I’ve been working with women who are having babies for many years now, and one thing I’ve noticed is that some women can be depressed without knowing it.
It’s not all that straightforward to spot, because the symptoms of postnatal depression include things like feeling tired (!), low mood, tearfulness, problems concentrating and feeling irritable. All the normal feelings and mood swings that women feel as a result of the enormous roller coaster ride of having just had a baby (often known as the Baby Blues).
What’s the difference between depression and the baby blues?The ‘baby blues’ or low mood and tearfulness should only really last a few days. If any of the following apply to you, and has been going on for weeks or months after your baby was born, you could be suffering from postnatal depression:
- Crying almost every day
- Feeling very low in mood
- Thinking you’re not a good mother
- Feeling angrier than you used to
- Feeling guilty for just being you
Other symptoms of postnatal depression to look out for
Anxiety is also a common symptom of depression. You may be struggling to leave the house because it makes you anxious or seems like too much trouble. Having problems getting to sleep at night because you’re worried about your baby and feeling hyper alert is also common. Many women also suffer from low mood and anxiety after a really difficult birth and many have difficulty coming to terms with it.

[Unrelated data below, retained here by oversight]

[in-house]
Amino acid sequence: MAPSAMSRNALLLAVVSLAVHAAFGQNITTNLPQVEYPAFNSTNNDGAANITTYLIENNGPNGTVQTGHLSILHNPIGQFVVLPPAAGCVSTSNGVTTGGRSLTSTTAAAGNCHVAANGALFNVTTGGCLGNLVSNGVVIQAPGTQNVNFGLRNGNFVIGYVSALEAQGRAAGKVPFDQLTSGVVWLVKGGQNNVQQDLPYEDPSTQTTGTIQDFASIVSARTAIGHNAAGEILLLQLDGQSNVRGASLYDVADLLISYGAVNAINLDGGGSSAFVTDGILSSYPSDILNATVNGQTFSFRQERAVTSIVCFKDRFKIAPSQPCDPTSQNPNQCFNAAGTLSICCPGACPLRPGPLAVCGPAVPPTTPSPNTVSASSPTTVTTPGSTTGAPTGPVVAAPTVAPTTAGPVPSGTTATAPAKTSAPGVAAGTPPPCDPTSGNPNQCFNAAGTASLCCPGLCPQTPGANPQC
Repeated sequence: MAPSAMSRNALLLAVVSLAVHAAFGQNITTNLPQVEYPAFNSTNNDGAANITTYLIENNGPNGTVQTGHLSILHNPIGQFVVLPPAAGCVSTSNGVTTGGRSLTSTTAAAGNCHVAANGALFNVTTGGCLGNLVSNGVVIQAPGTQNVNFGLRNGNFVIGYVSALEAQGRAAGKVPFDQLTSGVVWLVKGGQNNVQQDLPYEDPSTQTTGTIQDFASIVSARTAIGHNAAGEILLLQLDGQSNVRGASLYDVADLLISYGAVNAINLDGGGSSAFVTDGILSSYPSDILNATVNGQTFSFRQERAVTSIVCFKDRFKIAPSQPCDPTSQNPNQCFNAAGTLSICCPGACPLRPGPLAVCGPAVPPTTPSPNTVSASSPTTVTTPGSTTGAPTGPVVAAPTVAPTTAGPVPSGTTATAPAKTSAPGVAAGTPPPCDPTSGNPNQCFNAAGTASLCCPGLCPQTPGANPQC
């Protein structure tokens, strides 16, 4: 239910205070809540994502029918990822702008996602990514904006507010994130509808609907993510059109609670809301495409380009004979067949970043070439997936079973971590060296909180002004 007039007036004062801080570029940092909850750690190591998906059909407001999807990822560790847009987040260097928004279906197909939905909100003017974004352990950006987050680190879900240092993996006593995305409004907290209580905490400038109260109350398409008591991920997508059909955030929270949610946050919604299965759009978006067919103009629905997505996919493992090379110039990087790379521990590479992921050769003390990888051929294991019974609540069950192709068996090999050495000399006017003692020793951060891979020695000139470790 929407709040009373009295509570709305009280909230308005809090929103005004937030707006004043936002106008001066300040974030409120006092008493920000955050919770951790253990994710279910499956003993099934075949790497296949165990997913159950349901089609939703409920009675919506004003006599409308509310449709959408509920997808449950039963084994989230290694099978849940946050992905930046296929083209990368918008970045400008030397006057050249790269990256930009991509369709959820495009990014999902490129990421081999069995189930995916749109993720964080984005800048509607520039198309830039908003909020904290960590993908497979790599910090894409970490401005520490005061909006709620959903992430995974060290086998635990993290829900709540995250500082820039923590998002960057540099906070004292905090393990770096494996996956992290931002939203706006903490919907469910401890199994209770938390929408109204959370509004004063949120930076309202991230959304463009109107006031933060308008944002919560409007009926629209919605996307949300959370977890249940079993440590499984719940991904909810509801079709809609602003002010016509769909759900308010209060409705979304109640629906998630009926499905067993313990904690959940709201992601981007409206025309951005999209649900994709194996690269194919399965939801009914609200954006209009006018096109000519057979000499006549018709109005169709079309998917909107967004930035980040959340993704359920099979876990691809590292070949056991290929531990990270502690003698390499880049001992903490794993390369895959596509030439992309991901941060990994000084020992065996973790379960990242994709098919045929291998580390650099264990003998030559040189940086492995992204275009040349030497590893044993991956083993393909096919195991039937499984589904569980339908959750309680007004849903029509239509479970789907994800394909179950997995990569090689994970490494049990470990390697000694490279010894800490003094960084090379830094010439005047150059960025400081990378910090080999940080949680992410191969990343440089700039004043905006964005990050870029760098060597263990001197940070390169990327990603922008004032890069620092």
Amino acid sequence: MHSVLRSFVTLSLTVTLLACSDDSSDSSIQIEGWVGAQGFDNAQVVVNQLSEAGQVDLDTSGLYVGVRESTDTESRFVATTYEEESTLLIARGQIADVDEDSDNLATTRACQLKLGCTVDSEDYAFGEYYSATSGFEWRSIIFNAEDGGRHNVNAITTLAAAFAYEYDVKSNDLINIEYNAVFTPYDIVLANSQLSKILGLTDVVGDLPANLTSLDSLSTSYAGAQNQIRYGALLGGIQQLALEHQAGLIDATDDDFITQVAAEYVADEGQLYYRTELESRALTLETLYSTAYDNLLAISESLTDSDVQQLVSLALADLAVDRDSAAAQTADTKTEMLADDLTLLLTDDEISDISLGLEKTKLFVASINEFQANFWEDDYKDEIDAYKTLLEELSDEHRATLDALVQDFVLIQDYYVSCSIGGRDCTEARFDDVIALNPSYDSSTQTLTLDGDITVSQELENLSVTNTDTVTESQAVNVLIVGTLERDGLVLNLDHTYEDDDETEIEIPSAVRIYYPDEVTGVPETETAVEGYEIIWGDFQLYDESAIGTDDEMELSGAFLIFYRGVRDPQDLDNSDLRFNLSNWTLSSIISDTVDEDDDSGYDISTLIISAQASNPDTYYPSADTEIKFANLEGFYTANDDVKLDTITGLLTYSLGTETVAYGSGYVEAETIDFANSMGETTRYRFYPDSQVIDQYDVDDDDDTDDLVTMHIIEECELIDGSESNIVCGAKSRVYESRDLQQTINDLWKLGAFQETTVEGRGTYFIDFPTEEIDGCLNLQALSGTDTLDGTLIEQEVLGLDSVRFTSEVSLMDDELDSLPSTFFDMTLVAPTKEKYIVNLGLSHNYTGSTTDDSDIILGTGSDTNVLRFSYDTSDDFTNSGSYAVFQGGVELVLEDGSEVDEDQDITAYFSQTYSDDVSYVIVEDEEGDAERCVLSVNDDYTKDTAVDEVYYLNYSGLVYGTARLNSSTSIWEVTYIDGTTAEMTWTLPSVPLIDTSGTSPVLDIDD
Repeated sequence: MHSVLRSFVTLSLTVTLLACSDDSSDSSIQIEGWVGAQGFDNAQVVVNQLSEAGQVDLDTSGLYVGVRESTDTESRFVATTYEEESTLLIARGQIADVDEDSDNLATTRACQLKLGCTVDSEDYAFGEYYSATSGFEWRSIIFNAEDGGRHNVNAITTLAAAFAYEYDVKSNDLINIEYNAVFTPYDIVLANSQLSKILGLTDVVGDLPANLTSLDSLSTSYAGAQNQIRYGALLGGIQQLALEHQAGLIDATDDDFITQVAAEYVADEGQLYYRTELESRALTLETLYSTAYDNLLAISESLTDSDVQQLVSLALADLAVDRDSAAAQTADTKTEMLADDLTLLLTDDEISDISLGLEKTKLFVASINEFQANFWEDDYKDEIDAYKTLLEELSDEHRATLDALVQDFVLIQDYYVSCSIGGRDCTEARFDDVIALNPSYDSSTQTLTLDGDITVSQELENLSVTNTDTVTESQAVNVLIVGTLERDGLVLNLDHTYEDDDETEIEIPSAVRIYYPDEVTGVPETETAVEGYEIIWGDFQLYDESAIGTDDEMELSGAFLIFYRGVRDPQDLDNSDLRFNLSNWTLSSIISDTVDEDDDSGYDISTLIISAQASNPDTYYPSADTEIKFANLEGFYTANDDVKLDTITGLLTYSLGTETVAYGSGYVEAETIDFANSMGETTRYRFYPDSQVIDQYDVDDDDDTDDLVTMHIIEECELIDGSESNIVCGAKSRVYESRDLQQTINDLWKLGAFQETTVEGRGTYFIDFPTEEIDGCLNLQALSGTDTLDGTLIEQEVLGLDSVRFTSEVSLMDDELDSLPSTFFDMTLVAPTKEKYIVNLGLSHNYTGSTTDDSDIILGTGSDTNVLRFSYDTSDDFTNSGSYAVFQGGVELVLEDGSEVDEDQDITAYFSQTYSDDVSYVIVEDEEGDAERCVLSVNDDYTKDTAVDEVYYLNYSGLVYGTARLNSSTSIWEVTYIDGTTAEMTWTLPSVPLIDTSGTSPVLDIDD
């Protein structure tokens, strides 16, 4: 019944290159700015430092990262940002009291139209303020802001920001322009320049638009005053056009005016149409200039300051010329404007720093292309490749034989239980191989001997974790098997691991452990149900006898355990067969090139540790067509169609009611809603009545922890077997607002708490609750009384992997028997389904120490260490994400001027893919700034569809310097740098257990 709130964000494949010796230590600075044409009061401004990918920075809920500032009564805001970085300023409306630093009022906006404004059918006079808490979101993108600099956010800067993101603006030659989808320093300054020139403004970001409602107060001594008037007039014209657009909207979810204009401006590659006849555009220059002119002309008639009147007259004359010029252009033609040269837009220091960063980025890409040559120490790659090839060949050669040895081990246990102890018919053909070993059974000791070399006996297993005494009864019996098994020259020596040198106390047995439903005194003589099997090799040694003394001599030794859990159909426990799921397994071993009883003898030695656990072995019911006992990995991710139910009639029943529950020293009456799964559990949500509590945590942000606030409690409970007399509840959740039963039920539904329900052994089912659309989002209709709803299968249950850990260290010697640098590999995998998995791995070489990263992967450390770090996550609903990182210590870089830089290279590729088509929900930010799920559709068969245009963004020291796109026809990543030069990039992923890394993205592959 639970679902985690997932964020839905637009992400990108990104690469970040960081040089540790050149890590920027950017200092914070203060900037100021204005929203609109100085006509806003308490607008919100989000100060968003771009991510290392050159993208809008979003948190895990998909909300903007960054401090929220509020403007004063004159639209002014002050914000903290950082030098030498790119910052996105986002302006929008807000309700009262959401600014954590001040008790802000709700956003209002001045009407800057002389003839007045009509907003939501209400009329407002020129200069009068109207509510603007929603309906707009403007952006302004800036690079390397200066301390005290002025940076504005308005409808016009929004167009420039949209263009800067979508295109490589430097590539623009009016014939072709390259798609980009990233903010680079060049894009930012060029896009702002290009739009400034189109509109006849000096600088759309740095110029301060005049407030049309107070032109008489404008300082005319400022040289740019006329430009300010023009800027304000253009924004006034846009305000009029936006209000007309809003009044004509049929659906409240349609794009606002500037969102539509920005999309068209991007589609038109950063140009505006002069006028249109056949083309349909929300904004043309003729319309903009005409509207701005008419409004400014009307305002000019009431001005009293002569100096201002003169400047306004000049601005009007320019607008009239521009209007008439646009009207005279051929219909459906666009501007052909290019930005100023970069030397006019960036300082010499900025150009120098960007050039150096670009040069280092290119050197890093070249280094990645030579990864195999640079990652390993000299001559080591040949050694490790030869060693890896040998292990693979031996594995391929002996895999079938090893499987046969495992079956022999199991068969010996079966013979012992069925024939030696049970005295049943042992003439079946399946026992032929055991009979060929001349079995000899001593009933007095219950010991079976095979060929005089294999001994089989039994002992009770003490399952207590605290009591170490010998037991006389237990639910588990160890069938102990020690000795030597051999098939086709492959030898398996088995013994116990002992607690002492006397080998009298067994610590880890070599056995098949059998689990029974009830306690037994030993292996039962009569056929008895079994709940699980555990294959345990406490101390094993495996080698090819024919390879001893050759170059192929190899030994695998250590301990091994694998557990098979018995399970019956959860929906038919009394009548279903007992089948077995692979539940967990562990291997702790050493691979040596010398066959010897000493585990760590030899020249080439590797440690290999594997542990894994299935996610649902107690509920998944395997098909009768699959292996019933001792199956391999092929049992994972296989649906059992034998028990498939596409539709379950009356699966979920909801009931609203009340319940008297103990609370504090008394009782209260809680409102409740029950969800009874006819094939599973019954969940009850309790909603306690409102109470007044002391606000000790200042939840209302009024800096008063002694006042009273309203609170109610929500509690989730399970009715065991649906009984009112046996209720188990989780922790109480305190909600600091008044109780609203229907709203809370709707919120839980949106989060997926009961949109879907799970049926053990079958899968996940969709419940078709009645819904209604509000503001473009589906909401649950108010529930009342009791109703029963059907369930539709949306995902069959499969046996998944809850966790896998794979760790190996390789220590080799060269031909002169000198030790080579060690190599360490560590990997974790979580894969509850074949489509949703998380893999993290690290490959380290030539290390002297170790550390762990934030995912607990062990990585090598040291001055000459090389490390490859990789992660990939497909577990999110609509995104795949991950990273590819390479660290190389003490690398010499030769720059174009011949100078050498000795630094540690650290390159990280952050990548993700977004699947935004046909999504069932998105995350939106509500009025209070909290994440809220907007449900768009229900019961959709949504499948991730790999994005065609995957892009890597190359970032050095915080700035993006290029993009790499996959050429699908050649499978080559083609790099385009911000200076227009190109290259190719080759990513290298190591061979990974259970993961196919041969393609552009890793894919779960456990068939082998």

Post-traumatic stress disorder is not uncommon after birth. And finally, there is also something called perinatal Obsessive Compulsive Disorder, in which you might get intrusive and horrible thoughts about your baby being hurt by you, which leaves you feeling really anxious and awful.
Post-traumatic stress disorder is not uncommon after birth.
One really important thing to know is this; you can have postnatal depression and still love your baby very much. Some people think that depression means you haven’t bonded with your baby, but it’s not always the case. Many women with postnatal depression have had no problems at all bonding with their baby.
If you think you might be suffering from any of these symptoms, do talk to someone. Your health visitor and GP are both well trained and should be your first port of call. It’s also often easier to tell someone outside of your family. It’s the first step to getting better.
Mia Scotland is a Clinical Psychologist who specialises in perinatal mental health. Mia is also a birth doula, a hypnobirthing practitioner and author of “Why Perinatal Depression Matters”.
Postnatal depression affects 1 in 7 new mums, but it's important to realise that 1 in 10 men are also affected. Share your story with us by using the hashtag #IhadPND to raise awareness and to help others who are suffering in silence.